But talking more generally, are these videos effective? Is this a successful way to do country branding? What are the key ingredients? Is it necessary to stereotype? Do you need to be controversial? Remember the Danish one that was so criticised that had to be pulled? That one too played heavily on stereotypes and it went viral only because people thought it was a true story.

Can you afford in this day and age to be 'conservative' as the Belgians have done? And how would you measure success? An increase in country visits or high levels of criticism hence notoriety?

Let's look at a successful country - I guess in more ways than one. Last year, Switzerland was number one on the Country Brand Index. So, where are the effective Swiss videos? I found two that can be compared to the Belgian ones. The first is well filmed, although, as clichés goes, we are up there with the Belgians.

 But the second that looks at the business side of tourism is just so fantastically Swiss.

It's a spoof of a news coverage of an important tourism fair. The thought that not all the people interviewed probably understood they were being made fun of, cracks me up. So does the fact that they had to write 'funny' above the title on the video page of the Swiss tourism website, just in case someone took it seriously and thought they were being slightly unprofessional, to say the least. Unprofessional in Switzerland? NEVER!

But it's more than 9 minutes long  and I am afraid it's too much. Ironically both videos are trying to be funny which is not necessarily what you would expect or associated with the Swiss. So, I guess they should be praised for it. But does it work?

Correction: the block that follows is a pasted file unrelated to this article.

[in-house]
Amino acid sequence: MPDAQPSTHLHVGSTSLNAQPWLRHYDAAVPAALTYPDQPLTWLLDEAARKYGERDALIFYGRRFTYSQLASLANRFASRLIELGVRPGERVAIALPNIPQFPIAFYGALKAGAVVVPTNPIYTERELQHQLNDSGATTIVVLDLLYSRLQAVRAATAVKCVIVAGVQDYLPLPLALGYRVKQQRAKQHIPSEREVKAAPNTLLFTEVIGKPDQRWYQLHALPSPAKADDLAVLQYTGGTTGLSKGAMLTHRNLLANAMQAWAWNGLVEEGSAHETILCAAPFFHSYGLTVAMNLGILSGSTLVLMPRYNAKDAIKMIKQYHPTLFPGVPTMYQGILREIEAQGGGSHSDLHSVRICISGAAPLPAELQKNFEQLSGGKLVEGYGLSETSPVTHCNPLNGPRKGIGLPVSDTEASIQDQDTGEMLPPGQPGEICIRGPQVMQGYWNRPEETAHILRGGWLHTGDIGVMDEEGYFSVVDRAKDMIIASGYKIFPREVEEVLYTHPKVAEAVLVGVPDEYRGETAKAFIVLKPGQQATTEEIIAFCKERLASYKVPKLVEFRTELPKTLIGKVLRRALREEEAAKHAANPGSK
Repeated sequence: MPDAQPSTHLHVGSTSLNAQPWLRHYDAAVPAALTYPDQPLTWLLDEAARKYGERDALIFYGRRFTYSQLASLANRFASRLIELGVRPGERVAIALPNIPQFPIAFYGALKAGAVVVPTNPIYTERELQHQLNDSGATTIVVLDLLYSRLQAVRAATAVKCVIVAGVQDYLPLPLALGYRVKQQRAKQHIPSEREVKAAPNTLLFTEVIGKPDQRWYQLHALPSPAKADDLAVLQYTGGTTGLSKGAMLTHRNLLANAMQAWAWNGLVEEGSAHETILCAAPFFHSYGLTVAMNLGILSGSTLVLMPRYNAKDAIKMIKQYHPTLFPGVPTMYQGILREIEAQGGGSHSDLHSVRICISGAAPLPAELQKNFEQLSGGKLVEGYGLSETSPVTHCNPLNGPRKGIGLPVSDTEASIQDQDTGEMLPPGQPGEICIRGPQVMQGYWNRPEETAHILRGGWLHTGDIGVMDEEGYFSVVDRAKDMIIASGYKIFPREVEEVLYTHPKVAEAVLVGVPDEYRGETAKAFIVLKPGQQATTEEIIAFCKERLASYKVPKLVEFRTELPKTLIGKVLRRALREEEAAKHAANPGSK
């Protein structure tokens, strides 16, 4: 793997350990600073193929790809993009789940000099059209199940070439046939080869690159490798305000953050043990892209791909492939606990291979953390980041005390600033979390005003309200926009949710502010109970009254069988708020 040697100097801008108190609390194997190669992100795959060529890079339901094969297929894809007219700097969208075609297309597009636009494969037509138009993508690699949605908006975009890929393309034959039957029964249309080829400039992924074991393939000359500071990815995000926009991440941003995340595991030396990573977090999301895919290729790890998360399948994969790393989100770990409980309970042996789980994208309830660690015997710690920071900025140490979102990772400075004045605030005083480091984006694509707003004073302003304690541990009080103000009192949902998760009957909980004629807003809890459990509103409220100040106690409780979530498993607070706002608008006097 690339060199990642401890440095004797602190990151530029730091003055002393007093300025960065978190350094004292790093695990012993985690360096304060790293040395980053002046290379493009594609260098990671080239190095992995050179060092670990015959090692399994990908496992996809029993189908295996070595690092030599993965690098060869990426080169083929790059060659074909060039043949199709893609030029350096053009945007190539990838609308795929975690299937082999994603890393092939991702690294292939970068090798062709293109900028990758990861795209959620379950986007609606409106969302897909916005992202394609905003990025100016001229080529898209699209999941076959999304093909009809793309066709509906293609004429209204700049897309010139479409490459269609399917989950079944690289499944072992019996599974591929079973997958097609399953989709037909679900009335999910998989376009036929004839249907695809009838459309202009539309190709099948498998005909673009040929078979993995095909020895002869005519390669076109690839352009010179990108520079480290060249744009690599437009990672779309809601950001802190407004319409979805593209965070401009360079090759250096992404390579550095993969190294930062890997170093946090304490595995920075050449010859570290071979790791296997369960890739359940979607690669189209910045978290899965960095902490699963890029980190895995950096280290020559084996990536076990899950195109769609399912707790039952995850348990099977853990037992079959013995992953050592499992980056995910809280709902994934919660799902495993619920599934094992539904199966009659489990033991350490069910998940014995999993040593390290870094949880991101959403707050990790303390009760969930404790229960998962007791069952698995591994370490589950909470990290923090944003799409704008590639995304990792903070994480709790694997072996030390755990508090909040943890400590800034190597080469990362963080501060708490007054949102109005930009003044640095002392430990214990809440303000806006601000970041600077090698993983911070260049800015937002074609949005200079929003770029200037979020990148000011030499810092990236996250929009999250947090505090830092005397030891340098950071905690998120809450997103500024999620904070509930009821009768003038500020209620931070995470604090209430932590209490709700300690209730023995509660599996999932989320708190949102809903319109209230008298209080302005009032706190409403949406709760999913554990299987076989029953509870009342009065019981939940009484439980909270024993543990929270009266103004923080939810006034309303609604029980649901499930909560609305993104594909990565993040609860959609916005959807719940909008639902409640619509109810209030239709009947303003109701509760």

My feeling is that Switzerland is number one because it is Switzerland, not because of its more or less successful attempts at being funny. What do you think?

And this only got me started on country branding!

Tuesday, July 2, 2013

Welcome Croatia and the missing commissioner..

I am not particularly proud of it, but will confess nonetheless.

I like the simple and rather cheesy video that welcomes Croatia in the European Union.

I said it.

What else can I add? I am a total sucker for videos of people saying the same thing in different languages. Why? I guess it's Jeux Sans Frontières nostalgia (was it 'Games without Borders' or 'It's a Knockout' in English?). Or my deeply rooted internationalism; or perhaps it's just that I am still moved at the thought of Europeans getting together and speaking as 'one voice' (or actually 'many voices but the same two words'). Actually the Happy Commission Family is not complete. Someone is missing.  

Start counting:

What do you think: too busy to bother or still implementing the self-boycott strategy?